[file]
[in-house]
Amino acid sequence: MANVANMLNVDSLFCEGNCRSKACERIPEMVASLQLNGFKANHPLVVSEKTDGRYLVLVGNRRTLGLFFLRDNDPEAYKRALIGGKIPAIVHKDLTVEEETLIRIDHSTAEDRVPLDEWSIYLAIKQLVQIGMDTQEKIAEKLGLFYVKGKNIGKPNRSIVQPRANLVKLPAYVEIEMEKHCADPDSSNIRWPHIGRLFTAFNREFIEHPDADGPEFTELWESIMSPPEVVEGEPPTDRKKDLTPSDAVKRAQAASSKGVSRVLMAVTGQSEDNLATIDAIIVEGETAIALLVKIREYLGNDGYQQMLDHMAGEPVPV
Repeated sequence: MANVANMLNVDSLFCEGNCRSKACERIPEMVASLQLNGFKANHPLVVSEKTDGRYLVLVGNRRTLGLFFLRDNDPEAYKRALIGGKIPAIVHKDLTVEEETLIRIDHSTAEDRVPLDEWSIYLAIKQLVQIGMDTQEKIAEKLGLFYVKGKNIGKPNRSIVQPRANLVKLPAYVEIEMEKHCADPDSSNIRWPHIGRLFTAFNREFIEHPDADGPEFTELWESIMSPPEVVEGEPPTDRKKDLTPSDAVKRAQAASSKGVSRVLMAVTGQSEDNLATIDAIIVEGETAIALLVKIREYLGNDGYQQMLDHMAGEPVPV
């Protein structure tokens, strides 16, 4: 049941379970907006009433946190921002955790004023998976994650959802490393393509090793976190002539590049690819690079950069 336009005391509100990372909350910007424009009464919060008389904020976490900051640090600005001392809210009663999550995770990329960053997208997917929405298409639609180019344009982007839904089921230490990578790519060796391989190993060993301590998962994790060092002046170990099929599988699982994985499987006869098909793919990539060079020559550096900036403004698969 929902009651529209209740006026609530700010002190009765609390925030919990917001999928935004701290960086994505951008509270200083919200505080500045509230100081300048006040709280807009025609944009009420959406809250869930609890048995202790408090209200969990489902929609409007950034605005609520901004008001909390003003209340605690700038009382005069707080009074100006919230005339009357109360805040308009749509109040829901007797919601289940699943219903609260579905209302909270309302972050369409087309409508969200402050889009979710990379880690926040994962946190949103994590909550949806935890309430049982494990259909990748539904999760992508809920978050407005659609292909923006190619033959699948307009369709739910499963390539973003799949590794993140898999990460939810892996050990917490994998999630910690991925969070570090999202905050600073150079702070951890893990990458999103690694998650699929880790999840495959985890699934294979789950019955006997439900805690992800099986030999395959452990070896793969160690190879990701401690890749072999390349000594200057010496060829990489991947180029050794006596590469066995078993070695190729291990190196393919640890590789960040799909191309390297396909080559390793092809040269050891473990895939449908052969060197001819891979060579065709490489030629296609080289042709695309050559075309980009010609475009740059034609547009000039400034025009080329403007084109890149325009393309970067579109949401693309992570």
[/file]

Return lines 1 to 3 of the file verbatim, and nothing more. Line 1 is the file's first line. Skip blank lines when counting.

[in-house]
Amino acid sequence: MANVANMLNVDSLFCEGNCRSKACERIPEMVASLQLNGFKANHPLVVSEKTDGRYLVLVGNRRTLGLFFLRDNDPEAYKRALIGGKIPAIVHKDLTVEEETLIRIDHSTAEDRVPLDEWSIYLAIKQLVQIGMDTQEKIAEKLGLFYVKGKNIGKPNRSIVQPRANLVKLPAYVEIEMEKHCADPDSSNIRWPHIGRLFTAFNREFIEHPDADGPEFTELWESIMSPPEVVEGEPPTDRKKDLTPSDAVKRAQAASSKGVSRVLMAVTGQSEDNLATIDAIIVEGETAIALLVKIREYLGNDGYQQMLDHMAGEPVPV
Repeated sequence: MANVANMLNVDSLFCEGNCRSKACERIPEMVASLQLNGFKANHPLVVSEKTDGRYLVLVGNRRTLGLFFLRDNDPEAYKRALIGGKIPAIVHKDLTVEEETLIRIDHSTAEDRVPLDEWSIYLAIKQLVQIGMDTQEKIAEKLGLFYVKGKNIGKPNRSIVQPRANLVKLPAYVEIEMEKHCADPDSSNIRWPHIGRLFTAFNREFIEHPDADGPEFTELWESIMSPPEVVEGEPPTDRKKDLTPSDAVKRAQAASSKGVSRVLMAVTGQSEDNLATIDAIIVEGETAIALLVKIREYLGNDGYQQMLDHMAGEPVPV